Ms. Lippman does have Tess trip around many familar Baltimore spots, and her descriptions of what Tess eats indicates that the author enjoys food.
Perhaps another in the series might be a better read. But based on "Charm City," I think I'll look elsewhere.
Tess is a former reporter who is now working as a private investigator. She is hired by a newspaper to find out who hacked into their computers and filed a story that was not meant to be published. It involves the checkered past of Wink Wynkowski, a basketball promoter, who is trying to lure a professional team to move to Baltimore. Shortly after the article is printed, Wink is found dead of an apparent suicide. She does her best in trying to find answers to this death as well to other related ones that occur later on in the novel. She will be surprised to what she discovers.
Tess is also investigating an assault case on her uncle. He leaves her a greyhound that everybody is looking for. The Greyhound storyline was a bit disturbing. We learn about illegal dog racing as well as other activities that would shock just about anybody. I do not wish to spoil it for anyone but it was very troubling.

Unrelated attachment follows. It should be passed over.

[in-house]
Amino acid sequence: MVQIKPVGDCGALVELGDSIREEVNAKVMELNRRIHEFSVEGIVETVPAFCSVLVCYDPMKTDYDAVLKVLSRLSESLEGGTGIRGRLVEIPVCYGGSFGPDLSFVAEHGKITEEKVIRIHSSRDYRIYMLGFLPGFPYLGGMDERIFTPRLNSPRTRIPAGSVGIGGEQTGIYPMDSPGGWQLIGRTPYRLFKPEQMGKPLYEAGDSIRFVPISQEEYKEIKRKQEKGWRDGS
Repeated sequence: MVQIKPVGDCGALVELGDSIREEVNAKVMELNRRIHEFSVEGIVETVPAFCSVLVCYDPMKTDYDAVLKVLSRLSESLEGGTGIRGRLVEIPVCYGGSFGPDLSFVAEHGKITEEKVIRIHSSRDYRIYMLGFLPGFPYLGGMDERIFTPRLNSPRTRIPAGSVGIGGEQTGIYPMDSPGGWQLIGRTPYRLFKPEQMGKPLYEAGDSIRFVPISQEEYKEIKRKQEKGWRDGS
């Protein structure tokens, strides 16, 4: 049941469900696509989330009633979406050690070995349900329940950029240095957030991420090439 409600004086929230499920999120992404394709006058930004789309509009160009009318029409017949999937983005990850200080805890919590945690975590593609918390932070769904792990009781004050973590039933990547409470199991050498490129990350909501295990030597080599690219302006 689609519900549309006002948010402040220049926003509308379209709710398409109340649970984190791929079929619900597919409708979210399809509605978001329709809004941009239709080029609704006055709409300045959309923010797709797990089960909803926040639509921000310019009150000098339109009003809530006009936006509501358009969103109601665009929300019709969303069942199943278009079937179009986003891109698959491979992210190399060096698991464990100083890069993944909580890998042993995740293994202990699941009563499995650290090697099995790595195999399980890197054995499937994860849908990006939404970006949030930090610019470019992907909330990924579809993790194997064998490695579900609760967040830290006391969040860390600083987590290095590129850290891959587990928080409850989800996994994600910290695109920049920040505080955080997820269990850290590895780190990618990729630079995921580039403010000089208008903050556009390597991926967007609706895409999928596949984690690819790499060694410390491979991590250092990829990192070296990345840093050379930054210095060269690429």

The author piques oneï¿½s interest in learning about the problem some of these greyhounds have after leaving the track and later being adopted by a loving family. Ms. Lippmanï¿½s love for dogs is evident in these pages.
I liked reading about Tess and plan to do so in the future, however, I plan on reading her first novel, BALTIMORE BLUES before going any further. Tess is a no nonsense kind of person who knows how to zing people. My favorite scene involved Tess and a cameraman arguing at a health club. If this is what to look forward to on the following books, well, sign me up.
This is the second book in Lippman's series. It's probably not necessary to read the first in the series to understand this book. The first book, Baltimore Blues, is both better and worse. This book has much stronger plotting between the saga of the planted stories about the basketball promoter and the tale of Esskay, the retired greyhound. At the same time, Lippman's use of Baltimore as a setting is almost invisible. Baltimore was such an interesting part of the first book.